Monday, May 2, 2016


Tomorrow night, May 3rd, PBS will air a documentary about one of my favorite singers, Janis Joplin. If you can get it in your area, I highly recommend watching it. Janis and I go a long way back, starting to when I was about 18-years-old. I had dropped out of everything and was living a nothing existence—I'd even quit my crappy retail job—and was feeling letdown, lowdown and very, very lonely when my friend's mom looked at me and said, "You know, you remind me a lot of Janis Joplin." At the time I wasn't happy about it. Why? Because Janis had never exactly been considered 'attractive,' in society's often short-sighted viewpoint, that is. Another thing is that over time she had been relegated to a dirty sect of the music world which consisted of hippies and hard-livin' drug addicts. I didn't want to be like her, I wanted to be all the things stupid young girls think they should be, so I brushed the comment off my shoulder and left it behind like an unwanted candy wrapper. Stupid me.

One night I was up late watching a news program when a story came on about Janis's old town of Port Arthur, Texas. A group of fans wanted to erect a memorial commemorating her life and, sadly, her death, but the townspeople said they didn't want it because Janis wasn't exactly what you would call a role model. My jaw dropped. I was in shock, total shock, and I literally started crying. Looking back, I can see so many parallels between Janis and myself. We both grew up in an environment where our quirky artistic ways were often teased and misunderstood; and we often felt alone and were often made fun of for our looks.

As soon as she could, Janis left Port Arthur. She traveled twice to San Fransisco in search of a freer lifestyle, taking Kerouac's On The Road as a lifestyle choice, not just a literary adventure. For her, life was an adventure: all to be tried, tasted, loved, sung about, and moved on from. She was a beatnik, not a hippie. And, oh my God, could she sing. Janis possessed a voice that could harmonize all by itself—she had the rare gift of being able to sing three notes at the same time. This gift led her from a life of great unhappiness to being hailed as one of the greatest singers ever born. All it took was a lot of determination and a balls-to-the-wall attitude. And boy did she have attitude.

And yet Janis remained insecure and stayed that way. Those close to her often comment on it, saying how much they wished she could reach some kind of inner security, I guess you would call it peace. Another thing I identify with. Janis's downfall was letting those demons lead her to alcohol and heroin, and mine has been allowing others to control me for their own needs because of my fears of not being good enough. I feel like Janis can teach us all a lesson about tenacity and self-reliance. People hurt her, but she didn't let them stop her. Her life was hers to live, and she carved it out every inch of the way.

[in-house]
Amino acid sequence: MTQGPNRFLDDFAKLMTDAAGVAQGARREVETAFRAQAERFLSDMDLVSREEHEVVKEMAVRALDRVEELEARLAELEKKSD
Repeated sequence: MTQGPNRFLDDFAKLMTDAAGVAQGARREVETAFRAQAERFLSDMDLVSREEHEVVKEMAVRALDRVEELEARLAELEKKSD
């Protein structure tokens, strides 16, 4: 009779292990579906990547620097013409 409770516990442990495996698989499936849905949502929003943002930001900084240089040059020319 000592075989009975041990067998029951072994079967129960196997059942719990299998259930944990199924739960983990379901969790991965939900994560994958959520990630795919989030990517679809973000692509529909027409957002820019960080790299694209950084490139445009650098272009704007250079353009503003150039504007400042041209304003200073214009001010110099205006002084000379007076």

Sadly, her addictions proved to be too powerful. Saddest of all was the fact that she had 'cleaned up her act' for nearly six months before once again succumbing to heroin. It was a freaky thing that happened, her usual drug dealer was out of town and Janis, alone and with too much time on her hands in an L.A. hotel room, went ahead and bought an untested batch of heroin from a trial dealer. Had she known a group of other users would overdose from the same dealer that weekend, she might have held off for a while longer. Janis died alone and was found hours later, too late to save. It is heartbreaking, and yet I guess it was meant to be. In time and all things of the Universe, it must have been part of the plan, but, seriously, what a shame.

A few weeks ago I was belting out Janis songs in my house and out of nowhere I 'felt' her voice sing through mine. It happened again a few minutes later.  Then a few days after that I felt a cold wet hand touch me on the shoulder and I thought to myself, it's Janis. I'd like to think I had spiritual contact with the beautiful rock star (and she was beautiful!). But, who knows? What I do know is I love her, and every day is a monument to the insecure girl with a voice of primal joy and and tenacity and hope and fire. God rest her amazing soul.


  1. Janis Joplin was amazing. She sang pain, love, hurt, and all that needed to be poured out. I loved her and felt loss.

  2. I can't imagine that a beautiful girl like you was made fun of for your looks. Bullies just try to take the power and self esteem of others away to build themselves up. They are empty inside and destroying others is a sick ego trip for them. I often wonder what happened to young bullies when they grow up. Do they realize the torment they have inflicted on others or do they spend their whole lives making others miserable.

    Shortly before Janis died, I remember seeing her on the Dick Cavett show. She was talking about going home to her class reunion. She was stoked to go back to show all those who had put her down how well she had done and stick it to them. We were all routing for her.

  3. Very much a part of my musical life. The good die young.

    1. How great would it have been to watch her sing live . . . I'd pay anything for that!

  4. Yes, I have watched that episode via youtube and in it she seems so hopeful about her future, perhaps still bitter about the past. From what I've read and watched the reunion did not go well and left Janis feeling even more of an orphan to her past. I almost wish she hadn't gone : (


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